Two historically reliable fundamental indicators support a bullish case for stocks, says The Daily Trader (110 Boggs Lane, Cincinnati, OH 45246). "First, the ratio of Treasury bill yields to stock yields has dropped sharply in the past year. Second, earnings reports, which were awaited with widespread fear and loathing, are showing almost as many positive as negative surprises. We don't believe we're heading into a recession, but coming out of one. This is a potentially historic buying opportunity."
- "When others get anguished, I just buy." That's how Penelope Dob-kin explains her success in running Fidelity Europe Fund, which has easily outperformed the market averages since its inception in 1986. Dobkin is no common contrarian, though. She follows earnings trends closely and prefers buying sectors to countries. Right now she's very bullish on companies that can fulfill Europe's rising energy demands. Favorite issues: Unilever , Nestle, Nationale Elf Aquitaine, Generale D'Electricite, Grand Metropolitan, Christiana Bank Kreditkassen.- Paper and forest-products stocks are as attractive now as they were in mid-1986, mid-1983, mid-1975 and late 1972, says Piper, Jaf-fray and Hopwood in Minneapolis. "Each of these instances was a great buying opportunity that took place within six months of a cyclical earnings trough like we are experiencing now. On a long-term basis, the group is very cheap." Among P.J.H.'s favorite paper stocks: Federal Paper Board, Mead Corp., Scott Paper, Temple-Inland, Union Camp.
- In uncertain economic times it's always wise to concentrate on financially strong stocks that can not only maintain their dividends, but also actually raise them, says Smith Bar-ney's Marshall Acuff. "Hard times give you a chance to buy great companies that represent better value than they have in the past." Acuff's favorites: Bristol-Myers-Squibb, Deere, IBM, Pacific Telesis, West-vaco.
- "Sugar prices have quietly drifted lower, to what I consider bargain-hunting territory," says commodity expert Eric Kirzner, writing in The Hume Moneyletter (835 Franklin Court, Marietta, GA 30067). "Sugar supplies are also exceptionally tight, at their lowest level in 10 years. And consumption is expanding rapidly in developing countries. With reserves at a historically low point, prices are well-supported at current levels and any crop problems could have a dramatic upward effect."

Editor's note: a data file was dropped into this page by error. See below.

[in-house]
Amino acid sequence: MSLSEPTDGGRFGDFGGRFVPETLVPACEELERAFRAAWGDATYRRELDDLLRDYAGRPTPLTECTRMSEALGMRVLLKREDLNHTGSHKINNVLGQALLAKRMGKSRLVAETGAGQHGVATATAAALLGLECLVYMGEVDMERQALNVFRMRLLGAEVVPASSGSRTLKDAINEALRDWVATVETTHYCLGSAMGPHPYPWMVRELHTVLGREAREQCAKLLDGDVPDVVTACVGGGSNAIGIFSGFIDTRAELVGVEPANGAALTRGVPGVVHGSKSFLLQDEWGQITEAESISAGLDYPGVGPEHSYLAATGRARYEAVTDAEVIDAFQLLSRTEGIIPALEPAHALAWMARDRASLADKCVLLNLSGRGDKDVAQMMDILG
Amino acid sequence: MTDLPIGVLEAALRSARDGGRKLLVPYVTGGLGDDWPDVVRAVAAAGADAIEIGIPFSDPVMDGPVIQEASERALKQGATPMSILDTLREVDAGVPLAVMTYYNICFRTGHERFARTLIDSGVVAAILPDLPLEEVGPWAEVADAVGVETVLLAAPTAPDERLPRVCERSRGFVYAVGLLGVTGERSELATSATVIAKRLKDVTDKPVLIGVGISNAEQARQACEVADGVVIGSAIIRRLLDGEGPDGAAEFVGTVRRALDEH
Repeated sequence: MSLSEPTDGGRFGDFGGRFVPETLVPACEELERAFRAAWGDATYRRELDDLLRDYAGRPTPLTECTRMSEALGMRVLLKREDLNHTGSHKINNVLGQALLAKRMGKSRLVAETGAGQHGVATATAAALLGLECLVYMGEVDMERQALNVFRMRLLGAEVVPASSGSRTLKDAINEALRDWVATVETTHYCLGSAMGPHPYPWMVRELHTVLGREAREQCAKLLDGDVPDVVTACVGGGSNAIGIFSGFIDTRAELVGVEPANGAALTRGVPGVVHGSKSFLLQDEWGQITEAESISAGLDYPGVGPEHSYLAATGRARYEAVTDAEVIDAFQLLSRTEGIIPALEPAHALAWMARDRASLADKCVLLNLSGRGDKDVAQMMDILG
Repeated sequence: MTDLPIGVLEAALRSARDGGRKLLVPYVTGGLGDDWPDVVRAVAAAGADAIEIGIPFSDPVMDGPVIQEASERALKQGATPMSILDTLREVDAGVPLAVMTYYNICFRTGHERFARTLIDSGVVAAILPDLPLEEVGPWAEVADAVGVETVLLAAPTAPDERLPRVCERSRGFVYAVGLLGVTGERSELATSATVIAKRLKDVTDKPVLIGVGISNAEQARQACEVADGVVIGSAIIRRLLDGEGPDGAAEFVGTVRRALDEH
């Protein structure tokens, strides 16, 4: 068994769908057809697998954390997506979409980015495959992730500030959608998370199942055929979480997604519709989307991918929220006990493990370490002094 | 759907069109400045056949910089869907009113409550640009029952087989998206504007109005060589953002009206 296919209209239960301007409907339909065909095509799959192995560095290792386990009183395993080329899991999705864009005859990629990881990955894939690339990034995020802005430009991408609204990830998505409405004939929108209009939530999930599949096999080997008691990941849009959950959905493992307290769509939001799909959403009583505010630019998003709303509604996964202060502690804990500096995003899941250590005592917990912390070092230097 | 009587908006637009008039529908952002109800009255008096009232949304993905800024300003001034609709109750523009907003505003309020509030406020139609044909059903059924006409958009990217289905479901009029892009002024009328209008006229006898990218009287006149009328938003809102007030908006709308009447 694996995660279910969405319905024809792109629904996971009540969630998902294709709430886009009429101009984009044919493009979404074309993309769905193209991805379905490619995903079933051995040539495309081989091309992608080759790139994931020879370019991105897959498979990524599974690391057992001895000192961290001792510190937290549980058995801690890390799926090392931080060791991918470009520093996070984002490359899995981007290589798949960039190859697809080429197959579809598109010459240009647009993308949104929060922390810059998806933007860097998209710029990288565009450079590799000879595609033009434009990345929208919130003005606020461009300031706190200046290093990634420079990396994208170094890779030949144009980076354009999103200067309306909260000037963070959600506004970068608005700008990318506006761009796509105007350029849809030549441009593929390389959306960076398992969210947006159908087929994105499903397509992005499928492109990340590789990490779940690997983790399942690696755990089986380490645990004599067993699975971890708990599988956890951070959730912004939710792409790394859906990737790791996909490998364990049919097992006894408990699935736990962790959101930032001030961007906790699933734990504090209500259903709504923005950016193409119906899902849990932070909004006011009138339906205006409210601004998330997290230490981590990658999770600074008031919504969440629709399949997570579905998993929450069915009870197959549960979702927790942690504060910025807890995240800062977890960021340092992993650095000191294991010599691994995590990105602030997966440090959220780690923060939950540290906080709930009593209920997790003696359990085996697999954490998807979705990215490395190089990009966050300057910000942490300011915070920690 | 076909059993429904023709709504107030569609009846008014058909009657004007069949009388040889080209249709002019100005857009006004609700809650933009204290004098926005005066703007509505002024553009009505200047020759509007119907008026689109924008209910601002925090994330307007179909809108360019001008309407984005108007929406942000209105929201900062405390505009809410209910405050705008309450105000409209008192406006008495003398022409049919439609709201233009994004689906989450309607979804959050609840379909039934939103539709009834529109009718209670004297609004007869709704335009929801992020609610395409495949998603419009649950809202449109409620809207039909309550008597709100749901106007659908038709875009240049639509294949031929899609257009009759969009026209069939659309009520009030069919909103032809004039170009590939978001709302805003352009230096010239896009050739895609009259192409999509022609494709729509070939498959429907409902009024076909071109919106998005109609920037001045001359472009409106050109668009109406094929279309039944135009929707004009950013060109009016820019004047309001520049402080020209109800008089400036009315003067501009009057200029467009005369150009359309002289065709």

- "We're so bullish on the German mark that we've got 30 percent of our portfolio invested in it," proclaims Adrian Day's Investment Analyst (P.O. Box 6644, Annapolis, MD 21401). "Germany has the strongest economy in the world. It has the largest accumulated capital surplus in the world. It also has one of the lowest inflation rates - 1.5 percent. The German economy is strong enough to withstand the costs of unification. And we believe the markets have already discounted it anyway."
- While all 10 of the top market timing newsletters beat the return on Treasury bills during the '80s, only four beat the general market as represented by the Wilshire 5000 Cap-Weighted Total Return Index, says The Hulbert Financial Digest (316 Commerce St., Alexandria, VA 22314). The timely timers: Bob Nurock's Advisory-Technical Market Index (up 485. 0 percent for 10 years); Telephone Switch Newsletter-Equity/Cash Timing Model (up 382.0 percent); Elliott Wave Theorist-Investors (up 379.4 percent); Market Logic (up 379.3 percent).
Investor's Notebook reflects the opinions of professionals. It does not endorse specific investments, and no endorsement is implied or should be inferred. For more information, contact the individual firms cited.